Le Mans preview -- WSC

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24 Heures du Mans — Le Mans 1991

The Automobile Club de L’Ouest has dragged the 24 Hours right into the 1990s this year, with a completely new complex that replaces the old pits, paddock and race control.

Everything — from the back of the “village” (which remains untouched) to the armco in front of the tribunes — has been swept away and replaced with an impressive, but perhaps, rather monolithic, glass arid concrete pits/grandstand block and an entirely separate building that brings together race control, timing and commentary into one facility for the first time.

Probably the most significant change is in the width of the pit lane, which has increased from its previously miniscule proportions to a massive total width of 17 metres! Half of this is taken up by concrete standing for the mechanics to work on the cars, and the rest will be the entry/exit lane. Each car will now also have a secure garage space of 5 x 13 metres — which means that the machines will not have to be wheeled back and forth to the paddock for mechanical attention during practice.

Between the pitlane and the track there is now a double concrete barrier with a 3 metre gap in between for marshals and officials to operate in — and the track surface itself has been relaid from the exit of the Ford Chicane right through to the entrance to the Dunlop Chicane.

To gain this extra space, the pits have been moved further back into the old paddock area which itself has been extended by demolishing the racing school buildings at the south end and excavating some extra level space from the rising ground at the north end. There is also now a helipad in the paddock and interestingly, four overhead footways have been built to allow access from the “village” into the hospitality suites and grandstand above the pit garages, without having to pass through the paddock at all. This means that for the first time public access into this area will now be restricted in the same way as the remainder of the SWC.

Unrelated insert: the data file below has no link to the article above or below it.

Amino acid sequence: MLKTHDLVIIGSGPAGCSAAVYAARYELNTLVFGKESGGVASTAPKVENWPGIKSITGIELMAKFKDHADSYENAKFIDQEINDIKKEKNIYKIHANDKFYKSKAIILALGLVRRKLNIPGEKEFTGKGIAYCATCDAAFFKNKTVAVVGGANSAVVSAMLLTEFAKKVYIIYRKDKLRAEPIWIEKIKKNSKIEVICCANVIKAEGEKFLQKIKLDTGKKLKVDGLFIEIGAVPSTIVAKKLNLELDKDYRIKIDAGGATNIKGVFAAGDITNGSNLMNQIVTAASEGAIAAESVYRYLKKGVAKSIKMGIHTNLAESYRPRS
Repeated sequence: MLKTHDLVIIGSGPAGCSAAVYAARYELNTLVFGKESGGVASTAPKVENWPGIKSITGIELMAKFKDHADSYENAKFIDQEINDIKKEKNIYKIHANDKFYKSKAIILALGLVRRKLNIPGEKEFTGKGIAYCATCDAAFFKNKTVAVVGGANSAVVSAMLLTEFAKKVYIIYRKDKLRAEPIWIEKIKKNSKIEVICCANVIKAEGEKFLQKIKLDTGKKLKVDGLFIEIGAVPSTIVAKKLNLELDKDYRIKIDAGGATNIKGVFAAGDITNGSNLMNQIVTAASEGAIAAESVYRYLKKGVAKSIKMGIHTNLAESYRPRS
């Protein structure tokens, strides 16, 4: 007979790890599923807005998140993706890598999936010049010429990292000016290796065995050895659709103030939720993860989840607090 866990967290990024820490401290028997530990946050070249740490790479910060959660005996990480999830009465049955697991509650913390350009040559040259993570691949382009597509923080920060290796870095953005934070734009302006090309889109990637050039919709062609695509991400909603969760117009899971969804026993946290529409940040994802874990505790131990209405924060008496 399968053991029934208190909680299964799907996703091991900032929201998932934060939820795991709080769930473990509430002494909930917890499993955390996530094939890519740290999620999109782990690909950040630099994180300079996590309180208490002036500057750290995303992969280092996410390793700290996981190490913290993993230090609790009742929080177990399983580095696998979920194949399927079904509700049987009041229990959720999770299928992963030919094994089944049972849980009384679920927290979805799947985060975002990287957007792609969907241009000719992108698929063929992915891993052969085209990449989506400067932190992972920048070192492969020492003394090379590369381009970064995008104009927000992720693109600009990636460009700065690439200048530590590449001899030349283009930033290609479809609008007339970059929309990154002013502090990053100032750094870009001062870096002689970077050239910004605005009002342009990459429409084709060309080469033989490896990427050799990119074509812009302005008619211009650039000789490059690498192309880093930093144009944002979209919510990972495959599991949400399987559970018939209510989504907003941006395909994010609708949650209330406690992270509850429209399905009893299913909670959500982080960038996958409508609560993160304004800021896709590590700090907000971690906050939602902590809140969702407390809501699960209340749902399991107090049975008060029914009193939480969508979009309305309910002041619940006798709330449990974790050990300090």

The whole exercise started in July 1990 and will be finished in time for the race in June. The ACO itself coughed-up half the £13 million cost and the remainder of the funding has come from the Conseil Generale de Sarthe (25%), the Region de Pays La Loire (12.5%), and two local council organisations (12.5%). All of which shows a great deal of local commitment to — and faith in — the future of the 24 Hours. Notably, no funds at all were provided by the FIA/FISA — who of course effectively annexed a large chunk of the race’s income during negotiations with the organisers last year. . . .

Also ready in time for the race will be the ACO’s new museum by the main public entrance. This strikingly modernistic structure — which replaces the present dingy and cramped one in the village, will be able to display a far bigger proportion than before, of the club’s vast collection of road and racing cars and race memorabilia. On display should be Luigi Chinetti and Lord Selsden’s 1949 race-winning Ferrari 166, one of Jean Rondeau’s Cosworth-powered coupés (built under 400 metres away in the Avenue de Panorama) and the 1978 winning Renault A442 as well as a number of tiddlers — CD & DB-Panhards and the like — which dominated the “Index of Performance” during the 50’s and 60’s. Amongst these is a very standard-looking Renault 4CV saloon of the type which raced here in the 501-750cc class between 1949 and 1953. Compare this with the Ferrari 166 and consider that big speed differentials have always been a problem at Le Mans!